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Suppose that you want to find a λ-calculus program, T, that satisfies the following equations:

(T (λ f x . x))            = (λ a t . a)
(T (λ f x . (f x)))        = (λ a t . (t a))
(T (λ f x . (f (f x))))    = (λ a b t . (t a b))
(T (λ f x . (f (f (f x)))) = (λ a b c t . (t a b c))

On this case, I've manually found this solution:

T = (λ t . (t (λ b c d . (b (λ e . (c e d)))) (λ b . b) (λ b . b)))

Is there any strategy for solving such λ-calculus equations automatically? What is the state of art on that subject?

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    What notion of equality are you using here? – dfeuer Sep 21 '15 at 4:11
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    Computational equality*. Please read a = b as a beta reduces to b, in strong normal form. – MaiaVictor Sep 21 '15 at 4:19
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    While I find your question interesting I do not think this is a good fit for Stack Overflow. If you are asking about algorithms you should ask on [computer science.SE]. As it stands your question doesn't seem about programming but about algorithm design and it's too broad to be answered on SO (a definite answer to your question would be a book/sets of books). – Bakuriu Sep 21 '15 at 9:19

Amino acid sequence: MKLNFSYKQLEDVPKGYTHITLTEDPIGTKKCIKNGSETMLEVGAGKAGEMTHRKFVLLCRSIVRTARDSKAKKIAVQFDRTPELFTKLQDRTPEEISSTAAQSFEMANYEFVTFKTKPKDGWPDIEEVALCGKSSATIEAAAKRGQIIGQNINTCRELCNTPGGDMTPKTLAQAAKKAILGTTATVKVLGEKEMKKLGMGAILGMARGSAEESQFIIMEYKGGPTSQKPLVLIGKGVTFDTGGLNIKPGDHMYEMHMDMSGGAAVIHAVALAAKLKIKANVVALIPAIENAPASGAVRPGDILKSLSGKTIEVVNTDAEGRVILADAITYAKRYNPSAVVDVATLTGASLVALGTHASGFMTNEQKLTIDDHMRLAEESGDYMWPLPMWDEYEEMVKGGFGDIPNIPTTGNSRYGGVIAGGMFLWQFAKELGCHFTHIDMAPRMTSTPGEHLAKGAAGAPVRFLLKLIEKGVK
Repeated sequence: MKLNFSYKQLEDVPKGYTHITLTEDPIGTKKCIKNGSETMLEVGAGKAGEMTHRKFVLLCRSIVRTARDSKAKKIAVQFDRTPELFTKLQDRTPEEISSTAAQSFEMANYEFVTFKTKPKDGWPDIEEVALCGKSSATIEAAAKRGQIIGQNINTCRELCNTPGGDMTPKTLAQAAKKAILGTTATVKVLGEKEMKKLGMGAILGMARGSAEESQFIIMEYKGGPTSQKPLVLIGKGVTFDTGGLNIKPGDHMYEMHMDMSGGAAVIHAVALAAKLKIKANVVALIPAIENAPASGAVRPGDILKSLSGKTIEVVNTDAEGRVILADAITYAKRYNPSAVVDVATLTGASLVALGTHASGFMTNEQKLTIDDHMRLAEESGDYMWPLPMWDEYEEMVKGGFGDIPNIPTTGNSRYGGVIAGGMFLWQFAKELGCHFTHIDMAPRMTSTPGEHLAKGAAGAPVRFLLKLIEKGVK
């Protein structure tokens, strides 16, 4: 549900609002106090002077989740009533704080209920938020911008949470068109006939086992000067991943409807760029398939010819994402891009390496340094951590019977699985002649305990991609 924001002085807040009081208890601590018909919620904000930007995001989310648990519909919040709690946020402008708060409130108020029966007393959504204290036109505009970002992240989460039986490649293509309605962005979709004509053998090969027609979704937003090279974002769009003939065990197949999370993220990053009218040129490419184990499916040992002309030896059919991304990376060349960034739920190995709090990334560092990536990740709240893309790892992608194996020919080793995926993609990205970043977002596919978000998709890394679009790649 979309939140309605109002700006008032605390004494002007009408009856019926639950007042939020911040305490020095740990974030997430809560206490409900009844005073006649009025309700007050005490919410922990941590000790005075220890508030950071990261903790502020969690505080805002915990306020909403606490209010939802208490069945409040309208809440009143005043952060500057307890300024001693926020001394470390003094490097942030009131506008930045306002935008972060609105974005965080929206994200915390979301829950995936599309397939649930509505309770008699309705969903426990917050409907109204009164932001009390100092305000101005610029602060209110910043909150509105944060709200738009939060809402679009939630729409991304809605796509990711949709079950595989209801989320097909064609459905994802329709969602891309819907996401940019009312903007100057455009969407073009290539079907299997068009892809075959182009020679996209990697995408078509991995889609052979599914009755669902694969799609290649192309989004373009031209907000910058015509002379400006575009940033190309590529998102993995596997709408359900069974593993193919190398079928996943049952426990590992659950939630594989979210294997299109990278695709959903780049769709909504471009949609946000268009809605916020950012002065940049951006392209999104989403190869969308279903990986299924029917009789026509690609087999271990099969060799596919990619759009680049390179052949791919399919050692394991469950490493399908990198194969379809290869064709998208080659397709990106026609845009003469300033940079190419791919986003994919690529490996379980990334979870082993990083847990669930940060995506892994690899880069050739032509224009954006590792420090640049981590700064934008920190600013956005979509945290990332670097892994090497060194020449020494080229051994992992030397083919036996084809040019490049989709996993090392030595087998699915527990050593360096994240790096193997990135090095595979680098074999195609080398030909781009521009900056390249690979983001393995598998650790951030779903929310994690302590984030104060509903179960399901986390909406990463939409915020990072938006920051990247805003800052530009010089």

• I didn't know where to post, book suggestions are really welcome. – MaiaVictor Sep 21 '15 at 14:19
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In general, higher order unification is undecidable, so you can't hope for a general procedure for finding solutions to these kinds of equations.

There has been a significant amount of work on finding solutions to such problems, but I don't know of any that gives the answer to your particular problem. Some good references are summarized in this answer: Higher-order unification

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I'm not sure about state of the art, but William E Byrd's work on relational interpreters (such as this paper) allows program synthesis of this kind.

Also see his PolyConf talk for some neat stuff on searching for program terms. Your examples seem like they would be fairly easy to express in that way.

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